Unterhausen (The municipality of Lichtenstein), The county of Reutlingen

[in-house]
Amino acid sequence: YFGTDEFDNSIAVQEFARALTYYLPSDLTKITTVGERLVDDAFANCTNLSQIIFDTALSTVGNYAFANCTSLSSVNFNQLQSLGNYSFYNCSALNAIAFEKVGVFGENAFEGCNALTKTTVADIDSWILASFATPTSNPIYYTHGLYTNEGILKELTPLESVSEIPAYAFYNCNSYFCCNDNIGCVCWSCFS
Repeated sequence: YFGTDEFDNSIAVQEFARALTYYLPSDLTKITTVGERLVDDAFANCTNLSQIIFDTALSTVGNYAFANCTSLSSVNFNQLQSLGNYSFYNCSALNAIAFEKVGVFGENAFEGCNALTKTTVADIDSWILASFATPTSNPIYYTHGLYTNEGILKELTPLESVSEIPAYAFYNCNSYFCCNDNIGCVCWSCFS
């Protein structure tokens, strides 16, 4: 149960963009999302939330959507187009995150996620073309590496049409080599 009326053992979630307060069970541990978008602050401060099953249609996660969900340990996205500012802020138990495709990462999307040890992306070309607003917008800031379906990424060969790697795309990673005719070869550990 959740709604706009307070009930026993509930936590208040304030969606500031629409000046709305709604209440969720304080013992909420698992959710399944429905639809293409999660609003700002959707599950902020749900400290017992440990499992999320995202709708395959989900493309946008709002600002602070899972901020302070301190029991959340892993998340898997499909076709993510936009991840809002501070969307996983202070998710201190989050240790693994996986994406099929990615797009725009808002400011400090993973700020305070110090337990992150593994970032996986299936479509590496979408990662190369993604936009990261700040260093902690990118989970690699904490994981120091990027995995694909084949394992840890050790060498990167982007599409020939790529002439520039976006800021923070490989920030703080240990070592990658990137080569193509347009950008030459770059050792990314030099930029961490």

Hochbiedeck is said to have been a castle of the Greifenstein family. Researchers locate it on the Imenberg, which juts out north-east of Unterhausen. Its actual name and the noble family associated with it have not been officially documented. However, the local archivist Wilhelm Kinkelin identified it as the Hochbiedeck castle, which was first mentioned by the Swabian historian Martin Crusius in 1595 as a “Vicina arx, dicta Hochbidegga,” meaning a neighboring castle named Hochbiedeck which is said to have belonged to the Greifenstein family. At the beginning of the 20th century, striking ditches on the Imenberg got identified as the remains of the castle’s fortifications and not long after, sparse finds of medieval pottery suggested that the castle was built in the first half of the 13th century. However, the pottery was not of good quality, which in turn implied that it did not function as the residence of a noble family, but rather as an observation tower where a number of servants lived. Around 1311, the castle was destroyed as part of the Reichskrieg and was consequently no longer used.